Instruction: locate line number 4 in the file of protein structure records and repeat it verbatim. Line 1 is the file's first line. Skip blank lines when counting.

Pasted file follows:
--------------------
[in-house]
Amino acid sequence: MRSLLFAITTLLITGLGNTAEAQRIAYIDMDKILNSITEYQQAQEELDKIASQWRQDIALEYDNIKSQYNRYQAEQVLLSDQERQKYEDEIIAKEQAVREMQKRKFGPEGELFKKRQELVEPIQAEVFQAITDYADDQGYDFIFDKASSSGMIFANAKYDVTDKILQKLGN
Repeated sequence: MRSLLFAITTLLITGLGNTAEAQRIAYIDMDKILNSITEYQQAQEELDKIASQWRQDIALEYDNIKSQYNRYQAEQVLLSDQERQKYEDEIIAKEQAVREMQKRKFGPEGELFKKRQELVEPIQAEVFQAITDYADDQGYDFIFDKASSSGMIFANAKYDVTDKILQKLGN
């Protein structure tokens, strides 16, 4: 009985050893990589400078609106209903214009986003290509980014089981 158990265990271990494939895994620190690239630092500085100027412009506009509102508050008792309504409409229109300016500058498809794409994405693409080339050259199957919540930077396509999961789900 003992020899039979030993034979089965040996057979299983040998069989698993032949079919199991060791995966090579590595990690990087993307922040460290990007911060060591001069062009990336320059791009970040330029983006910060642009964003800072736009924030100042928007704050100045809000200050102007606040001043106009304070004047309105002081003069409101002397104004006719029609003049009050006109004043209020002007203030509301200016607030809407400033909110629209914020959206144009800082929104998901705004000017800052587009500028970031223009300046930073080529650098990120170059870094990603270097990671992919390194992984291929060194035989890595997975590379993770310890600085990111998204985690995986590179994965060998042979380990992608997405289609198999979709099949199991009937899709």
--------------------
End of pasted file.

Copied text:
């Protein structure tokens, strides 16, 4: 009985050893990589400078609106209903214009986003290509980014089981 158990265990271990494939895994620190690239630092500085100027412009506009509102508050008792309504409409229109300016500058498809794409994405693409080339050259199957919540930077396509999961789900 003992020899039979030993034979089965040996057979299983040998069989698993032949079919199991060791995966090579590595990690990087993307922040460290990007911060060591001069062009990336320059791009970040330029983006910060642009964003800072736009924030100042928007704050100045809000200050102007606040001043106009304070004047309105002081003069409101002397104004006719029609003049009050006109004043209020002007203030509301200016607030809407400033909110629209914020959206144009800082929104998901705004000017800052587009500028970031223009300046930073080529650098990120170059870094990603270097990671992919390194992984291929060194035989890595997975590379993770310890600085990111998204985690995986590179994965060998042979380990992608997405289609198999979709099949199991009937899709």